Czech Premium Pale Lager 2017

>> Sunday, June 11, 2017

Today I'm brewing a Czech Premium Pale Lager. I brewed one a couple years ago that went on to win a gold medal at Beehive Brew-off. This recipe is slightly different and will be a 2.5 gallon batch size. Regarding process differences, I'm planning on doing a triple decoction mash. This isn't necessarily required with the well modified malts we have nowadays, but you definitely get a different and hard to replicate malty profile from doing a decoction mash. This is a bit more of an advanced technique, just an FYI in case you stumbled across this post looking for a quick easy Bo Pils recipe. I'm also using a Imperial Yeast's L28 Urkel which is described as follows:
A traditional Czech lager strain, Urkel allows for a nice balance between hops and malt. This strain can be slightly sulphery during fermentation, but it cleans up during lagering. Fermentation at the higher end of the range will produce a beer with minimal sulfur and a light ester profile.
Temp: 52-58F, 11-14C // Flocculation: Medium  // Attenuation: 71-75%
For process differences, I'm trying the fast lager method as outlined on This method can result in grain to glass times as short as 2 weeks.

4.5 # Avangard German Pilsner
1.0 oz Crisp Crystal 77
15g Saaz (FWH)
22g Saaz (30 min)
13g Saaz (10 min)
12g Saaz (0 min)
Imperial Yeast Urkel L28 in 1L starter
0.25 Whirlfloc
Wyeast Nutrient

Infusion mash resulting in rest at 100.4F for 30 min. Pull 1st decoction (1/3 of mash, as little mash liquid as possible) and raise in steps as follows:

First decoction
  • 10 min @149F
  • 10 min @ 161.6F
  • 10 min @ boiling
Return to mash to raise mash temp to 149F. Allow to rest for 10 minutes. Pull 2nd decoction and raise the temps in steps as follows:

Second Decoction
  • 10 min @ 161.6F
  • 10 min @ boiling
Return to mash to raise mash temp to 161.6F for 10 minutes. Pull 3rd decoction as follows:

Third Decoction
  • 5 min @ boiling
Return to mash to raise temp to 170.6F. Sparge and collect boil volume.

90 minute boil, chill to 48F then raise temp to 50F over 24 hours. When gravity is around 1.034, raise temps by 5F every 24 hours until temps reach 65F. Maintain temps at 65F until fermentation is complete, then reduce temps by 5-8F every 12 hours until it's at 30-32F.

Water Profile - to 7 gallons of distilled/RO water
0.38g Epsom Salt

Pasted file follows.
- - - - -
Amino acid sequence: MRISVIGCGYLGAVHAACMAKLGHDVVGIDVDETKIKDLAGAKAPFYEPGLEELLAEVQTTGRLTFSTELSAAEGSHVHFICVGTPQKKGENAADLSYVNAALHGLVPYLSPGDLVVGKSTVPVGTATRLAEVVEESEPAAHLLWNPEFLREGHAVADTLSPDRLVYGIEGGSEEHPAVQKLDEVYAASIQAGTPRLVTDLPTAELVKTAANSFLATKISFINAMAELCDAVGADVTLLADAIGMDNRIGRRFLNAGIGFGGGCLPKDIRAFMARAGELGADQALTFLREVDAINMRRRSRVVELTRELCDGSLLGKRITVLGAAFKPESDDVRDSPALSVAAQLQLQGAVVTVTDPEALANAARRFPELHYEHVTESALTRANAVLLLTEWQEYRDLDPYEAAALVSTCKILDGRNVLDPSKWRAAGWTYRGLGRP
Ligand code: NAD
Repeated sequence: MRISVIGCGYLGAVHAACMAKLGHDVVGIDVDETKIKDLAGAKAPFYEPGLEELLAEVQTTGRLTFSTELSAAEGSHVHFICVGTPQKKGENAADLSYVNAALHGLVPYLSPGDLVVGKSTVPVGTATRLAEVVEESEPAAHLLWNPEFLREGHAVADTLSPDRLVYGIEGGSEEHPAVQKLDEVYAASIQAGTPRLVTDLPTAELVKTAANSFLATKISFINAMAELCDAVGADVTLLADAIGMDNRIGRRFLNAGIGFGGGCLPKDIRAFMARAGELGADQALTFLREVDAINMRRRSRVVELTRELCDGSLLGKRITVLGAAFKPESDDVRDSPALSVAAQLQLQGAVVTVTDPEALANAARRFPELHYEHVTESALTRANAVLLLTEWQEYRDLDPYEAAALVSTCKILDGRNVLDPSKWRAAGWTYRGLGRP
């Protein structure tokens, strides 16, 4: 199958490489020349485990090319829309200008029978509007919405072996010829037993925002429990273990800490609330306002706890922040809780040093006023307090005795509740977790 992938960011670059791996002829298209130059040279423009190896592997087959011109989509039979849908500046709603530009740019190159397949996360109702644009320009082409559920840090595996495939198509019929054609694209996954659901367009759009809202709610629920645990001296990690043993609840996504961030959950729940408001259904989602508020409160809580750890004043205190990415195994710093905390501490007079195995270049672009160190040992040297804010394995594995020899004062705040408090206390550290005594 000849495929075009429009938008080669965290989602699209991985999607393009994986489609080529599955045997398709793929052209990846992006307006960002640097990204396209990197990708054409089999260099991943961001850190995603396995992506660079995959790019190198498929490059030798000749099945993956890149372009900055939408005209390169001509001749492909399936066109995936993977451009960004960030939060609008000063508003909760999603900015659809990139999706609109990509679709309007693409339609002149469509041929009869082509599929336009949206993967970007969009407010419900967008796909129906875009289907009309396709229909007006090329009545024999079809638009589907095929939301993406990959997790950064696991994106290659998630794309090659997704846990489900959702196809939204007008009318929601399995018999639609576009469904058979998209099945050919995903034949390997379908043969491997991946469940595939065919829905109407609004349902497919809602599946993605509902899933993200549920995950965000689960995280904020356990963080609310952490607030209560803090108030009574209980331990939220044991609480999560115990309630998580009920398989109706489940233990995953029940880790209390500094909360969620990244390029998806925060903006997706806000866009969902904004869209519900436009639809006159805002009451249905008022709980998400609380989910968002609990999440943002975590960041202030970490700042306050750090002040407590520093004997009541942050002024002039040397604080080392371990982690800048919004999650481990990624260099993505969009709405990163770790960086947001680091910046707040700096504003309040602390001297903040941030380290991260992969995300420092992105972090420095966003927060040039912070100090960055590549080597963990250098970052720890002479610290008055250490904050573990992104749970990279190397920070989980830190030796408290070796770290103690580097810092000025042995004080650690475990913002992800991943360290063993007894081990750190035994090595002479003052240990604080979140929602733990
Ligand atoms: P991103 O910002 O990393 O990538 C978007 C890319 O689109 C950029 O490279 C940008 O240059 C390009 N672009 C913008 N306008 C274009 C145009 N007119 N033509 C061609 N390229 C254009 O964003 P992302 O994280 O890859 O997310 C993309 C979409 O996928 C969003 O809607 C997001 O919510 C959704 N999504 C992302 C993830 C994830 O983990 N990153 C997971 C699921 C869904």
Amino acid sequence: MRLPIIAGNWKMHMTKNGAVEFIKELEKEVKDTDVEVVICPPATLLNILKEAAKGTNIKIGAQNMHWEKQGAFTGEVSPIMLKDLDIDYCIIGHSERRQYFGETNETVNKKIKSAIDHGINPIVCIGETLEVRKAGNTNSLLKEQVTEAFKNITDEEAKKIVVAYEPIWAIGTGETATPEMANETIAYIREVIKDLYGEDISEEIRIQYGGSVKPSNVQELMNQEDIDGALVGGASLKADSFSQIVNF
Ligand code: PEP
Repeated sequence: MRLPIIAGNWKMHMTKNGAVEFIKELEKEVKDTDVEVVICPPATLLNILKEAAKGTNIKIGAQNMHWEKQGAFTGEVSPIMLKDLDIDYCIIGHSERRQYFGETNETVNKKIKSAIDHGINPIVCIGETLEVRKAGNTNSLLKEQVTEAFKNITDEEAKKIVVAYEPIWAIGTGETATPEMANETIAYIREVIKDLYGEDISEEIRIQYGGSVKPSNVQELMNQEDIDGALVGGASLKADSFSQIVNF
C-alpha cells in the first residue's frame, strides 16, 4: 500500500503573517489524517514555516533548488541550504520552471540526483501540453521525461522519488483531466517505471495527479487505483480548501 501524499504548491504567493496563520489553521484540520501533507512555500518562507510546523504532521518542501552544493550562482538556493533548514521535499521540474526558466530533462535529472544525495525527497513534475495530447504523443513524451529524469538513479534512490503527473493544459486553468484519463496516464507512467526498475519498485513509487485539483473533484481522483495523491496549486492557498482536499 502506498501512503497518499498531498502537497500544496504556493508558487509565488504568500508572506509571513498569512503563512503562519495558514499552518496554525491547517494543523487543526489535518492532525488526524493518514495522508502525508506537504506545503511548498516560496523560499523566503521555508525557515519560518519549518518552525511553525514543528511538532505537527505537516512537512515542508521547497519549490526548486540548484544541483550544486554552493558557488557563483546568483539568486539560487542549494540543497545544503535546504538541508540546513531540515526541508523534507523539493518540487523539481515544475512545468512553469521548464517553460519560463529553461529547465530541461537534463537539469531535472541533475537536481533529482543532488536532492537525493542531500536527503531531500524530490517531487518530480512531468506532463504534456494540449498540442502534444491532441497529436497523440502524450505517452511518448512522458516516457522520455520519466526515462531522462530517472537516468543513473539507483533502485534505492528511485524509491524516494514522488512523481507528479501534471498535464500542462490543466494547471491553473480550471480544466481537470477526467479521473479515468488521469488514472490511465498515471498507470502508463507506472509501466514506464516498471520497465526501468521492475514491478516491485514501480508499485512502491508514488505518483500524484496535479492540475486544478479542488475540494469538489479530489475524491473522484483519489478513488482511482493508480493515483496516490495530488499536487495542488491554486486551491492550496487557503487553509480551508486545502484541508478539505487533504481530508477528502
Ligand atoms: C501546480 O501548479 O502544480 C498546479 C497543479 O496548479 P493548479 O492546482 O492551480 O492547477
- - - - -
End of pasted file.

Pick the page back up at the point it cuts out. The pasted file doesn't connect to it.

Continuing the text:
0.23g Calcium Chloride
0.31g Baking Soda
0.31g Chalk

Brewing Notes
No issues during the decoction mash. This definitely adds time to the brew day although it's faster when doing it on a smaller sized batch.

No issues with the remainder of the brew session. OG came in at 13.8 (1.055). I'm currently chilling down to 48F before pitching yeast.

Update 6/12/2017
Yeast pitched this morning.

Update 6/22/2017
Pulled a sample today. I don't detect any acetaldehyde or diacetyl. I'm not getting sulfur either. The refractometer measured 6.4P, so the corrected gravity is around 1.007. That's lower than I expected, but the body doesn't seem thin at all. The hop bitterness seems a little high to me, but that will mellow after a few weeks. Malt character is very nice and bready. There's definitely something a little richer than the last time that I would attribute to the triple decoction. Clarity is surprisingly good considering I haven't cold crashed yet (still at 65F). Yeast profile is very clean, definitely a lager. I was a little worried because I was out of town when it was time to start ramping up the temperature, so I showed my daughter how to do it and she ended up starting it a little early (brulosophy prescribes at 4-7 days for a <= 1.060 beer with liquid yeast). I told her to start ramping on day 5, and I believe she started on day 3, so I'm relieved that it seems to have worked well.


Pork Belly Burnt Ends

>> Sunday, May 28, 2017

I thought I'd post about a dish I made back on Mother's Day that everyone liked so much, I decided to make it again for a Memorial Day BBQ we're going to. If you're a fan of BBQ, you've probably had burnt ends, which comes from the fattier cut from the brisket point. Usually they're made by separating the point from the flat when the flats are cooked and good to go. The point is returned to the smoker and continues to cook to render more fat and to continue to break down the collagen. The bark continues to develop as well and you end up with a delicious cut of meat that is definitely different from the leaner flat of the brisket. This recipe is essentially a take on burnt ends style but using pork belly instead of brisket.

I stumbled across this recipe on Instagram. It was one of those "you may like" videos. Like I said, we gave it a try on Mother's Day along with some smoked chicken and ribs and this was by far the crowd favorite...we definitely liked. And as far as smoking meats go, it was a pretty easy process. Because of the high fat content, this is a forgiving meat to smoke. I want to point out, this stuff contains a lot of fat...a lot! It's probably something you should only make every once in awhile, and you should probably pair it with something healthier like a salad. As most people know, pork belly is where bacon comes from, so eating a half pound of this is essentially the same as eating a half pound of bacon. Ok, enough on the warnings.